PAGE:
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January 16, 2014 by · 1 Comment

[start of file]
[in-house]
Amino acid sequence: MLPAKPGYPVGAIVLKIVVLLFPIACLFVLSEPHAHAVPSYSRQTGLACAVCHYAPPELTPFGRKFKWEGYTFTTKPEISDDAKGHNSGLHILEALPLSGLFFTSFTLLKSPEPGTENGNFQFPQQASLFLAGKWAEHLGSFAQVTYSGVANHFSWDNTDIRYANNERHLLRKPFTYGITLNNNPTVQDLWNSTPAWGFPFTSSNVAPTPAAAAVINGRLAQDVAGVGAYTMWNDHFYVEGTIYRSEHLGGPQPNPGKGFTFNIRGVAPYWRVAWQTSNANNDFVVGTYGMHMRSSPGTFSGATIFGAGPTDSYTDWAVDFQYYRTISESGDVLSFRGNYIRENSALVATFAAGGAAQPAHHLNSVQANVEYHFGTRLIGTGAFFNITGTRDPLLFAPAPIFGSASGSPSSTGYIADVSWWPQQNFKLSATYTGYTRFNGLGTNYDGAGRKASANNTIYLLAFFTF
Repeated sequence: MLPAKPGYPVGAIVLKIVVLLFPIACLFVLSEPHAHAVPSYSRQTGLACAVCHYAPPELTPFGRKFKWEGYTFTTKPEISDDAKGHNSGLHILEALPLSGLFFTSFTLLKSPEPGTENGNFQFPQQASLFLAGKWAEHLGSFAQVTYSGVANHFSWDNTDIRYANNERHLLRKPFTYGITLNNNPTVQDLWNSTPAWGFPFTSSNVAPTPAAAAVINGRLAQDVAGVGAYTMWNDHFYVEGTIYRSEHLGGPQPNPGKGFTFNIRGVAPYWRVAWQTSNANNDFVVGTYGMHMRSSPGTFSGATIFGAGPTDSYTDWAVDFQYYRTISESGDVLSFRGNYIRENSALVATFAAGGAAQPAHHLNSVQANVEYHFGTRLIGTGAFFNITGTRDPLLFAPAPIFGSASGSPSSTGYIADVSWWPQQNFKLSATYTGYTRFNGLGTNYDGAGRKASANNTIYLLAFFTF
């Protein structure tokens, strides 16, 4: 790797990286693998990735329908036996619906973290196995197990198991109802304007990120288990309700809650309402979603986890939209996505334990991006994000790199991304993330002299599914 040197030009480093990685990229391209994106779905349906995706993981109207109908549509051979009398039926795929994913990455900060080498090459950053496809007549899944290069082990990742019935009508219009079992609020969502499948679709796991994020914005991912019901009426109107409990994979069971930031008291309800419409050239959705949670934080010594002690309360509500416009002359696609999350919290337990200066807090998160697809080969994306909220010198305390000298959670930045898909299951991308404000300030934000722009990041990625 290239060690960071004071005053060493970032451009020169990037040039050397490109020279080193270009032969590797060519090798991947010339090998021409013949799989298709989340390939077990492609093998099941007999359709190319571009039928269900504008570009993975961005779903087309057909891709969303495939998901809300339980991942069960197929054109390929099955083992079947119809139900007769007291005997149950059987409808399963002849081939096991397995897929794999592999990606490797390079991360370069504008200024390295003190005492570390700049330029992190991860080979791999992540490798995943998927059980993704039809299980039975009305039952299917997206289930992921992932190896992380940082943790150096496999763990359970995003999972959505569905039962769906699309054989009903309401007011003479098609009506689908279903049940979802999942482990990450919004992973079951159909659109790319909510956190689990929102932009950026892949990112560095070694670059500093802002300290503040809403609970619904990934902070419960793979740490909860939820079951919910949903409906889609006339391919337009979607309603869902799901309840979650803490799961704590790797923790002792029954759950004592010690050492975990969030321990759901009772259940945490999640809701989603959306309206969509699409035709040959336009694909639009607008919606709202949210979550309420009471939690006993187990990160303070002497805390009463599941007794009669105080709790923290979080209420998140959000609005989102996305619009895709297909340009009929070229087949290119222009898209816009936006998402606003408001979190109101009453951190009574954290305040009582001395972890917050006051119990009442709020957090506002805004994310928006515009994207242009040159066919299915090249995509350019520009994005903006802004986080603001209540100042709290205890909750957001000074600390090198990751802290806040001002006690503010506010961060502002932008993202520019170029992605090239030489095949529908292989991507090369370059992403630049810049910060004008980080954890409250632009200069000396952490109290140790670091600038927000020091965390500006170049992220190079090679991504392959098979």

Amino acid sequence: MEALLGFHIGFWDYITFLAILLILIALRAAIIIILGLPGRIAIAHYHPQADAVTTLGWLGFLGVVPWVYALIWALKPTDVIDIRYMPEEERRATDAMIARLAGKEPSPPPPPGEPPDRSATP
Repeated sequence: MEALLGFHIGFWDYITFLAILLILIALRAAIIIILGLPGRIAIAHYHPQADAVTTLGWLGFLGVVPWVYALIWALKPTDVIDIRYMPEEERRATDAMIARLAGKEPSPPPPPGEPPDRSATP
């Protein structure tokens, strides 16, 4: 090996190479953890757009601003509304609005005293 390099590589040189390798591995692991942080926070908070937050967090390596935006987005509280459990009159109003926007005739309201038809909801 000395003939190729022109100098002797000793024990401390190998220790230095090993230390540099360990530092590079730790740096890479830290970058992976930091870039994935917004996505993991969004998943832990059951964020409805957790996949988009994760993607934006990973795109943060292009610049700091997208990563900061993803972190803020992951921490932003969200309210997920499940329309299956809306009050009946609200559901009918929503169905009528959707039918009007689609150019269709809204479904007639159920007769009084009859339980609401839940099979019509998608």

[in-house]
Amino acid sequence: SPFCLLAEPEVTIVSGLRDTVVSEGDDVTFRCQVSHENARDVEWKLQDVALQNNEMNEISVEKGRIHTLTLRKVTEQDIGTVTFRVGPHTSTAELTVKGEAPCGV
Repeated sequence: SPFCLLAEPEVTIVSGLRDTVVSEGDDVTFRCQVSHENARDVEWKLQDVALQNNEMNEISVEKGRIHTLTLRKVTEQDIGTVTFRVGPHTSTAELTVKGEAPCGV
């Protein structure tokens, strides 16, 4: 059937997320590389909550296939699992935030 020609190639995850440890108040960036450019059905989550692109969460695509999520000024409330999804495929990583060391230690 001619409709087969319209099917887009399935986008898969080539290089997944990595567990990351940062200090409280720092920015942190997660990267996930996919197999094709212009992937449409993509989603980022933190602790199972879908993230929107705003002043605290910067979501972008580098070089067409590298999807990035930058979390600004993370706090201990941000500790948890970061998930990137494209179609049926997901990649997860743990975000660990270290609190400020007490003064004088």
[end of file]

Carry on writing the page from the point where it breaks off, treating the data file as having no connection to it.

The decision by a federal court on Tuesday to strike down the FCC’s net neutrality rules has sparked considerable debate among industry executives — particularly those requiring extensive bandwidth for video services — over the possibility that ISPs may now feel free to charge a premium for heavy users. But BTIG analyst Richard Greenfield makes the case that it all amounts to “Chicken Little” fears and are “far, far overblown.” In theory, he notes, it would be possible for ISPs to create fast lanes and slow lanes for services using their systems. But to do so, he noted, would hurt its own customers and discourage them from subscribing to faster broadband speed tiers in order to receive the highest quality for Netflix, YouTube and other video services. Such discrimination, Greenfield also argued, would lead to demands that the Internet be classified under Title II of the Communications Act. “The last thing that ISPs want is government regulation. The result would be worse for ISP’s than the court upholding the FCC’s original Open Internet Order,” Greenfield wrote. It would also encourage Google to speed up the roll-out of its fiber service, he noted. In conclusion, he wrote, “We believe the FCC and Congress should resist the temptation to regulate without clear signs of abuse, which we currently do not see or anticipate.”